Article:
Debswana is speeding up the expansion of its wholly-owned subsidiary, Morupule Colliery, to match the fast-moving development of its biggest client, Morupule Power Station.
The Colliery's expansion will see it tap into previously unexploited resources to ramp up production from about one million tonnes per annum to 3.8 million tonnes, which will also result in expanded surface facilities. Adjacent to the mine, the Botswana Power Corporation has accelerated the Morupule B Power Station project which involves the installation of 4 x 150 megawatt (MW) units from the existing 132 MW capacity. With the BPC hoping to commission the expanded power station by 2011, Debswana is anxious to speed up the expansion of the colliery to support the increased coal requirements.
Further highlighting the urgent need to speed up the colliery's expansion, the Procurement and Engineering contractor for the power station's expansion recently started work on the contract following the release of P5 billion by Standard Bank and the Industrial and Commercial Bank of China (ICBC). For its part, Morupule Colliery is currently considering several financing options for the expansion project.
Debswana's Projects Director (Power and Coal Mining) Andrew Winterbotham said all hands were on deck to ensure that the colliery and power station's expansions were synchronised. "We don't have a lot of time and we are fast-tracking because the Engineering, Procurement and Construction contract for the power station has been finalised," Winterbotham said. "We are also moving to the design phase in 2009 for the colliery's expansion."
Negotiations between Morupule Colliery and BPC on price and quality of coal to be delivered from the expanded colliery are underway. Debswana will tap into its 30-year experience of coal mining in Botswana to catch up with BPC and synchronise expansions.
In addition, for the expansion, the company will not change its mining method or technologies it currently uses. Presently, Morupule Colliery is an underground mining method using continuous mining technology.In expanding, Morupule Colliery will tap into its estimated 83 billion tonnes of probable reserves that stretch from Palapye to Serowe.
The existing colliery is utilising a fraction of these resources situated about 10 kilometres along the Palapye/Serowe Road. The Debswana Projects Director revealed that the expanded Colliery will utilise coal resources located west of the existing operations.
Winterbotham said a final feasibility study and detailed engineering are underway at Morupule for the colliery's expansion. "Early works are already under construction and they include the water supply pipeline which will be commissioned this year," he said. "Also, temporary power supply is nearing finalisation while exploration drilling has been completed with results analysts pending."
Part of the water supply works involve the construction of a 750-metre concrete reservoir, construction of a pump station,
Exploration drilling involved 380 holes from which Debswana officials say results support the tripling of present coal supplies to Morupule Power Station. "While we drilled most of these holes, some of them are from companies that conducted exploration in this area as far back as the 1970s and 80s," said Winterbotham. "In the past three to four years, we have been drilling other holes around the existing operations and we have a lot of data on the resources available." Drilling has shown a substantial high-quality coal resource of about 2.2 billion tonnes on Morupule Main Seam, which the colliery can tap into.Meanwhile, Debswana has unveiled ambitious plans for the exploitation of the massive coal resources held in the Morupule concession. According to Winterbotham, these plans include a second power station, export coal and a larger open pit mining operation in the future. "A concept study for a second power station at Morupule should be done by the end of 2009," he said. "This would be an export power station and we would produce export coal as well. We are very excited about this project and we know that a lot of people will be positively affected by it. This second power station and export coal project will drive so many other industries in the future."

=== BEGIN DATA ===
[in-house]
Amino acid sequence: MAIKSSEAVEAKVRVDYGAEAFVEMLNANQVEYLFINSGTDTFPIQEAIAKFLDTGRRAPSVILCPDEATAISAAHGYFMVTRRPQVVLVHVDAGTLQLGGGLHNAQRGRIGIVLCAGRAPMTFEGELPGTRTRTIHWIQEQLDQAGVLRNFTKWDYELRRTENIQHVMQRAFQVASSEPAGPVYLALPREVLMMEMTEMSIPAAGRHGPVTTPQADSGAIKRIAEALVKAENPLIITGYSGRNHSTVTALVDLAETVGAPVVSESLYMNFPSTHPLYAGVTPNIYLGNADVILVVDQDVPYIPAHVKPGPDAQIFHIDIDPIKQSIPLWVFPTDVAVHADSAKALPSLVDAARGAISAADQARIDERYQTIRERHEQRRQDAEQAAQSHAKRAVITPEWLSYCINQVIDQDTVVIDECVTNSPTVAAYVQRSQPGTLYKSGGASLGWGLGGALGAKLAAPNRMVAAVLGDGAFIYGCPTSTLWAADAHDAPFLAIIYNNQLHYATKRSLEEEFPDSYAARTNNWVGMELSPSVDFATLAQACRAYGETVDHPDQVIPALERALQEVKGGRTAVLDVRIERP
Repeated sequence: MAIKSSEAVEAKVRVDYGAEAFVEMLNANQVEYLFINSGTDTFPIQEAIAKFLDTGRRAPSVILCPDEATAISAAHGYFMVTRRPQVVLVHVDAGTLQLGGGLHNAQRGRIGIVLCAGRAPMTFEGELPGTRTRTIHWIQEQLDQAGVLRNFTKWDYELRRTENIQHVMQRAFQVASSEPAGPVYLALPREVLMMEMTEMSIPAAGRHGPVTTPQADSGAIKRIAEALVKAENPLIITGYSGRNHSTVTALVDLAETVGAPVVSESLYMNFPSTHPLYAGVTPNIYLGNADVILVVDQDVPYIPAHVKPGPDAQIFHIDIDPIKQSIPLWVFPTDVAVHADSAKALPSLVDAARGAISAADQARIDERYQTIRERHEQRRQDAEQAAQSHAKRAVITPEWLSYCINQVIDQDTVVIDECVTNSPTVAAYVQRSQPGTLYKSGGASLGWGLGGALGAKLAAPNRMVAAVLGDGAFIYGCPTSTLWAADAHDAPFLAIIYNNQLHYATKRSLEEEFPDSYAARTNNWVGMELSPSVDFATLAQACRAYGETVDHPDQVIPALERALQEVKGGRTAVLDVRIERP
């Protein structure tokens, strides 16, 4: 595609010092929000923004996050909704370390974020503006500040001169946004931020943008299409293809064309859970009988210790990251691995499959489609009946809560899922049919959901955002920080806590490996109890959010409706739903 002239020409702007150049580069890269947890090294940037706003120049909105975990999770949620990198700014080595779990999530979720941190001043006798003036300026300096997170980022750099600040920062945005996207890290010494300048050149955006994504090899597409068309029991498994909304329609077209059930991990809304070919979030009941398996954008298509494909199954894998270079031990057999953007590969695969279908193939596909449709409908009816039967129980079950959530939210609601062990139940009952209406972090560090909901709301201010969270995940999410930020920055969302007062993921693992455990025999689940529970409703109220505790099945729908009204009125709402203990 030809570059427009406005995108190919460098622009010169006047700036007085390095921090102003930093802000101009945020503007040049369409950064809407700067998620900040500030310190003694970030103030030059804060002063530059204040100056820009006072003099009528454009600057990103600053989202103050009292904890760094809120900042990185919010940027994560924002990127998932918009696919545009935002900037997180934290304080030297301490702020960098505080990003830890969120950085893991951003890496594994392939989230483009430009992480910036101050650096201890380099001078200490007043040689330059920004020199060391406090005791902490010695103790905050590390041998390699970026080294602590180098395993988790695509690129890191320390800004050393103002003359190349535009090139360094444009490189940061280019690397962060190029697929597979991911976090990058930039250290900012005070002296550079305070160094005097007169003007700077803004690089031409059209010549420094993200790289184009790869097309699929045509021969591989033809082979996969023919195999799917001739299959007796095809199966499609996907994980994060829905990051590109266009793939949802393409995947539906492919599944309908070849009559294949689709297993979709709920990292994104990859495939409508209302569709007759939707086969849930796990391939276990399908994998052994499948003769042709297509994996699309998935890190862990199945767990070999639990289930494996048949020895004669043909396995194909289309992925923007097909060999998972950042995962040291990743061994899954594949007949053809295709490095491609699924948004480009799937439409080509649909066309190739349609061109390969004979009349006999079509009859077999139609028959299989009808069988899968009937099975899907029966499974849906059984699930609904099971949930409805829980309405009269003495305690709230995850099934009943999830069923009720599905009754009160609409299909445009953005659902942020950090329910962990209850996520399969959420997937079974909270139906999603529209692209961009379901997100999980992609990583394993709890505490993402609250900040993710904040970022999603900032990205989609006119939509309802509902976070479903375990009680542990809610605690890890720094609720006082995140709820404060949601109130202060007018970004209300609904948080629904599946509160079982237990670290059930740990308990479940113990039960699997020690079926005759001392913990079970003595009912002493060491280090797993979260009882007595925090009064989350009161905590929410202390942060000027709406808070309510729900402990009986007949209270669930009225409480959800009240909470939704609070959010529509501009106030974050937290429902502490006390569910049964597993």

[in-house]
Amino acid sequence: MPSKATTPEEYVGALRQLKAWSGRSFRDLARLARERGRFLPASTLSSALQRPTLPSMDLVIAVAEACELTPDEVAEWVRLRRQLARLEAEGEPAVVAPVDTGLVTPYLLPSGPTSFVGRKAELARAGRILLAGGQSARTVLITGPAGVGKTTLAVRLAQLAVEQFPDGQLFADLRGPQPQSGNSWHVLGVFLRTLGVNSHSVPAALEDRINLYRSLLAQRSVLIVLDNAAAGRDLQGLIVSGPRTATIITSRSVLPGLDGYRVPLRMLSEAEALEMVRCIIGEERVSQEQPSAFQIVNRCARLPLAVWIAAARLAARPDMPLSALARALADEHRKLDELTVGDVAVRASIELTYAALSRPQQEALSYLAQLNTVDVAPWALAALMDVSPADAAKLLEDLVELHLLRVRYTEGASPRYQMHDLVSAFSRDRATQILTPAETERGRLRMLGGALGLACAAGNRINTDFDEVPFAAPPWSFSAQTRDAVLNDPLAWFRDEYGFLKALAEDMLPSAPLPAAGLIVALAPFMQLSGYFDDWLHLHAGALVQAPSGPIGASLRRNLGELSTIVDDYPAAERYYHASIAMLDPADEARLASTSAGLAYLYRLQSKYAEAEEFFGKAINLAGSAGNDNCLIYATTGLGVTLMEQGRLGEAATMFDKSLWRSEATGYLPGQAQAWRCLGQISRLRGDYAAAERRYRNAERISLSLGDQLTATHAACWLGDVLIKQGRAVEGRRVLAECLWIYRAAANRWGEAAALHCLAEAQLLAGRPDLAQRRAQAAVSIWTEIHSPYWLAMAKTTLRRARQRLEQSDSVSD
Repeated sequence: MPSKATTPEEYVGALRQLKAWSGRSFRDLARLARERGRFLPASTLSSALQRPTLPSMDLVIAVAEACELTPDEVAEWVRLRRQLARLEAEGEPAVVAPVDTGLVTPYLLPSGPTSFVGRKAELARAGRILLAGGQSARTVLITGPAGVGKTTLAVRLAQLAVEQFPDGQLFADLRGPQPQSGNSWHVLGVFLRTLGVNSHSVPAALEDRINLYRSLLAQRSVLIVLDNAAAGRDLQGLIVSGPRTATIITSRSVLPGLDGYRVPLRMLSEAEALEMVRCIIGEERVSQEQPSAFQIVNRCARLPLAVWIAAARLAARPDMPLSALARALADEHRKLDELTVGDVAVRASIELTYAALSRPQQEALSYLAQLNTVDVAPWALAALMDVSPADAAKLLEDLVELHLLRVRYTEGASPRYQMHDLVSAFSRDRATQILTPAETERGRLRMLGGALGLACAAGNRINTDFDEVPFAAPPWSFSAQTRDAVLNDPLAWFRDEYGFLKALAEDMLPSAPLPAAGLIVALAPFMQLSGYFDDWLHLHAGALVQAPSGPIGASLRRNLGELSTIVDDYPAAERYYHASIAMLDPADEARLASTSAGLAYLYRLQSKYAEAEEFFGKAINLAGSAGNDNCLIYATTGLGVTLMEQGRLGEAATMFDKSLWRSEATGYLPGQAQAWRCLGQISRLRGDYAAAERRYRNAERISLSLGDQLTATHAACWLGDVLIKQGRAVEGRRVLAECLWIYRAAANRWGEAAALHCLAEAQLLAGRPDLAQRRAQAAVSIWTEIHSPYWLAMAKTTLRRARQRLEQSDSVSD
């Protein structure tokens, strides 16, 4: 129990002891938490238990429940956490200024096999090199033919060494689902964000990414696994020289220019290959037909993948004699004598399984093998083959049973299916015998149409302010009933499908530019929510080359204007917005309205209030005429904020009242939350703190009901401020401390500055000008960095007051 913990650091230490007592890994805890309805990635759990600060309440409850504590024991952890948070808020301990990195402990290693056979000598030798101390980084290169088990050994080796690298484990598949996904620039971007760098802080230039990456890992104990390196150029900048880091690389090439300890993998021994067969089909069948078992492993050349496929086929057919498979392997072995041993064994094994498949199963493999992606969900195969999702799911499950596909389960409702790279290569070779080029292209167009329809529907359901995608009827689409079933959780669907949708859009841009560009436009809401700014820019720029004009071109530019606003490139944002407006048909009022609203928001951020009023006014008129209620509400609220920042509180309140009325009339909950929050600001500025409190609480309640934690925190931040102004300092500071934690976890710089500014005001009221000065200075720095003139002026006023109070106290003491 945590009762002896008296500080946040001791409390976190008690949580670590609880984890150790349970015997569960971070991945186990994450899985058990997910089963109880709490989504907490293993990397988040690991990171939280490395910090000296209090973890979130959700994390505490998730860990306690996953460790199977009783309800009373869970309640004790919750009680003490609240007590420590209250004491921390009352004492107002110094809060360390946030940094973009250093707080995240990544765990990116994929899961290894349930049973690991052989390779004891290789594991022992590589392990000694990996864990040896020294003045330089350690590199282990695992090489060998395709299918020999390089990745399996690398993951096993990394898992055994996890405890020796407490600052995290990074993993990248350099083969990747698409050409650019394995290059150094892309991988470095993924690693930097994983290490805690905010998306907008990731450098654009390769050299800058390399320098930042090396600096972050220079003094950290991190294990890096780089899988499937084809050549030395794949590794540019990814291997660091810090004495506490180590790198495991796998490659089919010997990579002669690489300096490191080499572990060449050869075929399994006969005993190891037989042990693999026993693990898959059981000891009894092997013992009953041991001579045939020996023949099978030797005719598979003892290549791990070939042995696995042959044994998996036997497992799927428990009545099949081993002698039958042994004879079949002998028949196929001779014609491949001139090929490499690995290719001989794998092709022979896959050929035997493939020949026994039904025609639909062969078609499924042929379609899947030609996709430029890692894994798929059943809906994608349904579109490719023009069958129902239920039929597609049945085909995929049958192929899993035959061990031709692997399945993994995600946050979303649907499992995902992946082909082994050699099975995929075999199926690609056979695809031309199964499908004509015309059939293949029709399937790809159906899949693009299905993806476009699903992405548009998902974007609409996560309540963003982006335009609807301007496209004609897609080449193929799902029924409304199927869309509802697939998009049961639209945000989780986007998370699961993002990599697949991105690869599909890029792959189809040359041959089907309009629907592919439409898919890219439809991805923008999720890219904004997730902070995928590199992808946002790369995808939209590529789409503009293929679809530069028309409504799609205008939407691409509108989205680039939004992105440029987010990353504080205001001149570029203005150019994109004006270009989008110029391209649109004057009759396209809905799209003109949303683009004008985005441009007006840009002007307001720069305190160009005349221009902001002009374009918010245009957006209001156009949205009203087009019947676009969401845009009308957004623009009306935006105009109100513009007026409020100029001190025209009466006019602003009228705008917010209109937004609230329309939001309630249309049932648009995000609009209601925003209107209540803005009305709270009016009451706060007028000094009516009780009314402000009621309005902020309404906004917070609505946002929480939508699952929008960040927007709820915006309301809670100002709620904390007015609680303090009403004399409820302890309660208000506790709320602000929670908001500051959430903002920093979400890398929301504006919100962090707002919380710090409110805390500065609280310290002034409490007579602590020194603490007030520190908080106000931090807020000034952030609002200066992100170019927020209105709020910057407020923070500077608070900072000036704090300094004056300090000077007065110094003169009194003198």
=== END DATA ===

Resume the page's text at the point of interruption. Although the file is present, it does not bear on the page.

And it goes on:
The concept study will focus on identifying export quality and power station quality coal, which will be fuelled by expanding the existing underground mine. The Debswana Projects Director said that several factors will be considered in expanding the underground mine and coal export project, both dubbed Morupule Colliery Limited (MCL) 2. "When you are getting into an export coal project, you are totally dependent on global coal prices and you have to look at the price projections," he said. "It's also important to get high-quality coal which has to be washed. Washing the coal also lowers the transport costs per tonne. We may also include a railway line to the west which we could consider financing with other partners."
MCL 3, another planned development of Morupule's vast resources, could involve developing a large open pit operation. This would enable the colliery to move to full resource utilisation and optimised beneficiation. Debswana hopes to seal commercial partnerships with BPC for MCL 3 and export energy in multiple forms to neighbouring countries in the future.